Did you love Legos as a child? Well, who didn’t? They’re colorful and creativity-triggering. Having your child play with Legos is probably better than handing him an iPad equipped with Angry Birds (although I’ve witnessed firsthand the power of Angry Birds to mollify a misbehaving child, so I don’t judge).
But did you ever think, regarding Legos, that you could turn it into a living? And not just a living, but a successful career as an artist?
Today in career alternatives, we meet a lawyer turned Lego lover. His sculptures have appeared in museums and galleries around the country….
‘Think,’ one of the pieces on display at Agora Gallery.
This past weekend, two of your ATL editors paid a visit to Agora Gallery in Chelsea. We wanted to see for ourselves the LEGO brick sculptures of Nathan Sawaya, the lawyer turned LEGO artist.
As explained in our profile of Sawaya, the NYU Law grad left Winston & Strawn for a $30,000-a-year job as a builder at LEGOLAND. Several years later, Sawaya is now a world-renowned LEGO artist, whose works sell for thousands of dollars.
So, what did we get to set our eyes on? And how did we like it?
Nathan Sawaya went to the trouble of getting a law degree, but now he’s making a living with a skill he mastered in kindergarten.
Instead of building cases these days, Sawaya is building large-scale sculptures out of LEGOs. He’s been a LEGO fanatic since he got his first set at 5 years old. He told Image Magazine that while at NYU Law, rather than using his law school desk for studying, he used it for building a LEGO replica of Greenwich Village.
Despite spending his law school days playing with blocks, he managed to score an offer from Winston & Strawn.
Six years ago, though, he won a contest at Toys R’ Us and left the firm to take a $30,000 job as a builder at LEGOland. That batsh*t crazy decision has actually turned out well for Sawaya, 36, if you consider being a world-renowned LEGO artist to be a good thing.
New Yorkers can now check out his work at Agora Gallery in Chelsea. “Brick by Brick: The Lego Brick Sculpture of Nathan Sawaya” opens today.
What might you see beyond a man-size Blackberry (with a built-in flat screen TV)? Here are some examples of Sawaya’s “art”:
If you are considering a virtual law practice, you know that many of today’s solo firms started that way. But why are established, multi-attorney law firms going virtual?
Many small firms are successfully moving part—or even all—of their practice to a virtual setting. This even includes multi-jurisdictional practice spanning several states and practice areas, although solo and small partnerships are still the largest adopters of virtual law.
Can you do the same? The new article Mobile in Practice, Virtual by Design from author Jared Correia, Esq., explores how mobile technology bring real-life benefits to a small law firm. Read this new article—the next in Thomson Reuters’ Independent Thinking series for small firms—to explore how a mobile practice:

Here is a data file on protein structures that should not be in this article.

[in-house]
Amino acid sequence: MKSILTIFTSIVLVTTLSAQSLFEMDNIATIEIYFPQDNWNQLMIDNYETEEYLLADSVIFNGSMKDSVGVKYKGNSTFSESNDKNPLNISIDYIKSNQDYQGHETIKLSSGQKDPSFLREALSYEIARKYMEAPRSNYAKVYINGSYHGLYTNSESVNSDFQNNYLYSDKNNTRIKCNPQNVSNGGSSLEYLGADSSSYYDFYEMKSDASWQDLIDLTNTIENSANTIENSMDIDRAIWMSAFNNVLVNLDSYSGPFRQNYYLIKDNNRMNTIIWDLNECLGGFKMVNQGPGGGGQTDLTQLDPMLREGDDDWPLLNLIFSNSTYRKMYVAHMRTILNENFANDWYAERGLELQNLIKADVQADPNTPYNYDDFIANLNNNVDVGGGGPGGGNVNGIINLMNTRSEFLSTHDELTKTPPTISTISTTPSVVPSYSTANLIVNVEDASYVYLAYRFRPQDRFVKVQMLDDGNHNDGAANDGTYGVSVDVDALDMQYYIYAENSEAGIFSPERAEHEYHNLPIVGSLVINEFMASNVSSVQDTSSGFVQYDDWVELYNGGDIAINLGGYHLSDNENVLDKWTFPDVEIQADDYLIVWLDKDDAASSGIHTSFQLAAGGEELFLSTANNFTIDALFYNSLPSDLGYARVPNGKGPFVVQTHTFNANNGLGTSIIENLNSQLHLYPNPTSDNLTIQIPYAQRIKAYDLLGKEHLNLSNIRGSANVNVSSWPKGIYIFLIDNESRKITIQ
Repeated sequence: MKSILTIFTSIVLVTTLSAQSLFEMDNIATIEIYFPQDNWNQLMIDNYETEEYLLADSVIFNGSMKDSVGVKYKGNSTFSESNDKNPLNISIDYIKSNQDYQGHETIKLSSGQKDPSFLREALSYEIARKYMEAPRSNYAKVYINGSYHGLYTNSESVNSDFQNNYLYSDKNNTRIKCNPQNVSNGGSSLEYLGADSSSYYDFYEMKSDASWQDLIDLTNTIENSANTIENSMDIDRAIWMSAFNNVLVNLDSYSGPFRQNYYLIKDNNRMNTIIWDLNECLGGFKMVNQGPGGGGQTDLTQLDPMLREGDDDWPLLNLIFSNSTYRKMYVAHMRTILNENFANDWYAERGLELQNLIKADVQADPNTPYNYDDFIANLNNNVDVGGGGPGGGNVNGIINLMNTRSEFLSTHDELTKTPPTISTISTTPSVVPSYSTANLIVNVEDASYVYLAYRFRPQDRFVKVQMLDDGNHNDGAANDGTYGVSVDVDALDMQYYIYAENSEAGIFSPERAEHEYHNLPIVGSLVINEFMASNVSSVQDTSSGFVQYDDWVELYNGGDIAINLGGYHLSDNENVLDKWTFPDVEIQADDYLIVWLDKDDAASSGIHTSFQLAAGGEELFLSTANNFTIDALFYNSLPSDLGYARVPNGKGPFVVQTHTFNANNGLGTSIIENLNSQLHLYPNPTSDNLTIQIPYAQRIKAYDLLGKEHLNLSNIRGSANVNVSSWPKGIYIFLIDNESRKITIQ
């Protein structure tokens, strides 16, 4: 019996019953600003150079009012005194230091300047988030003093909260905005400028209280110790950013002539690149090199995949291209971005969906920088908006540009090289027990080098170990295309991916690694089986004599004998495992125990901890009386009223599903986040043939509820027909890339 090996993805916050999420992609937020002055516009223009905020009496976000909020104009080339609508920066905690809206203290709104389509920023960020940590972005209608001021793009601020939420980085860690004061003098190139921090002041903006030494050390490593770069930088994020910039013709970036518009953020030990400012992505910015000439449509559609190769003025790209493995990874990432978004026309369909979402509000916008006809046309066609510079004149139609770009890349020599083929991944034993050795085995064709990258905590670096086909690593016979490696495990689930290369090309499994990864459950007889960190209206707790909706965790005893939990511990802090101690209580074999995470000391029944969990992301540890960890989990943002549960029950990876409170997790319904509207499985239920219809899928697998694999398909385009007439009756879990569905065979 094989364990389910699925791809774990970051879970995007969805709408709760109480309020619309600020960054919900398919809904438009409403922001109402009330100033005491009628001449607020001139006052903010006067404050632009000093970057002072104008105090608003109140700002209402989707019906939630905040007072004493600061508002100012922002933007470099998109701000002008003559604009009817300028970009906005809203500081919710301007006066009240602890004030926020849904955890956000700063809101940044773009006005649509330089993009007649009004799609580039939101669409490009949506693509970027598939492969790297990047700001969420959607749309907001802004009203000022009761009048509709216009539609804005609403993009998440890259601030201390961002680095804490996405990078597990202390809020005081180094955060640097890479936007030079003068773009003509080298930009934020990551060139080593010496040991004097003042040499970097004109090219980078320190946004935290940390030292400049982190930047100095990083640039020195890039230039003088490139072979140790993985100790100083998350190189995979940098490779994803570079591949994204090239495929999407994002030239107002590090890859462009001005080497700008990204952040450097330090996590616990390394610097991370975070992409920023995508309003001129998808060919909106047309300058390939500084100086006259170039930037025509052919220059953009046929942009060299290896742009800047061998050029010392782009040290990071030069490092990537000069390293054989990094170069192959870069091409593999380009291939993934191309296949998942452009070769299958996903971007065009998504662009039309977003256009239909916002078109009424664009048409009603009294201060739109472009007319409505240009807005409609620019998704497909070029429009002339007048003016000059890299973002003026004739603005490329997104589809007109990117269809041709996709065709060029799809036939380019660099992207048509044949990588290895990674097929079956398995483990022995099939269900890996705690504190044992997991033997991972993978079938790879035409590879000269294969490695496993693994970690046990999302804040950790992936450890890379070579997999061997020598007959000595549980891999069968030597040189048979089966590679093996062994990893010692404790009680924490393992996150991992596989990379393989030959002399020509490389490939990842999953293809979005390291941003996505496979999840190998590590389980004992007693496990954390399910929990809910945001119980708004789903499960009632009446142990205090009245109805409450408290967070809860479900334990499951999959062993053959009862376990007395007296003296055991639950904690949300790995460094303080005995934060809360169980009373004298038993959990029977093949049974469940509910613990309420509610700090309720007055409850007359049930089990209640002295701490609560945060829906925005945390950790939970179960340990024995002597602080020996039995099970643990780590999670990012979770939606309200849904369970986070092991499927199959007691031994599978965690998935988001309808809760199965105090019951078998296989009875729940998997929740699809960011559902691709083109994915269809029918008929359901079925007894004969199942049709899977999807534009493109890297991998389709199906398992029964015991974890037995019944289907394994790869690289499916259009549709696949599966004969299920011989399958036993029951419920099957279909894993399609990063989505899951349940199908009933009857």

Reduces malpractice risk
Enables you to gather the best attorneys to fit the firm, regardless of each person’s geographic location
Leverages mobile devices and cloud technology to enable on-the-spot client and prospect communication
Transitioning in-house is something many (if not most) firm lawyers find themselves considering at some point. For many, it’s the first step in their career that isn’t simply a function of picking the best option available based on a ranking system.
Unknown territory feels high-risk, and can have the effect of steering many of us towards the well-greased channels into large, established companies.
For those who may be open to something more entrepreneurial, there is far less information available. No recruiter is calling every week with offers and details.
In sponsorship with Betterment, ATL and David Lat will moderate a panel about life in-house and we’ll hear from GCs at Birchbox, Gawker Media, Squarespace, Bonobos, and Betterment. Drinks, snacks, networking, and a great time guaranteed. Invite your colleagues, but RSVP fast, as space is limited.
Ed. note: The Asia Chronicles column is authored by Kinney Recruiting. Kinney has made more placements of U.S. associates, counsels and partners in Asia than any other recruiting firm in each of the past seven years. You can reach them by email: firstname.lastname@example.org.
It’s that time of year again when JDs are starting to apply for 2L summer jobs and 2L summers are deciding which practice area to focus on.
For those JDs with an interest in potentially lateraling to or transferring to Asia in the future, please feel free to reach out to Kinney for advice on firm choices, interviewing and practice choices, relating to future marketability in Asia, or for a general discussion on your particular Asia markets of interest. This is of course a free of cost service for those who some years in the future may be our future industry contacts or perhaps even clients.
For some years now Kinney’s Asia head, Evan Jowers, has been formally advising Harvard Law students with such questions, as the Asia expert in Harvard Law’s “Ask The Experts Market Program” each summer and fall, with podcasts and scheduled phone calls. This has been an enjoyable and productive experience for all involved.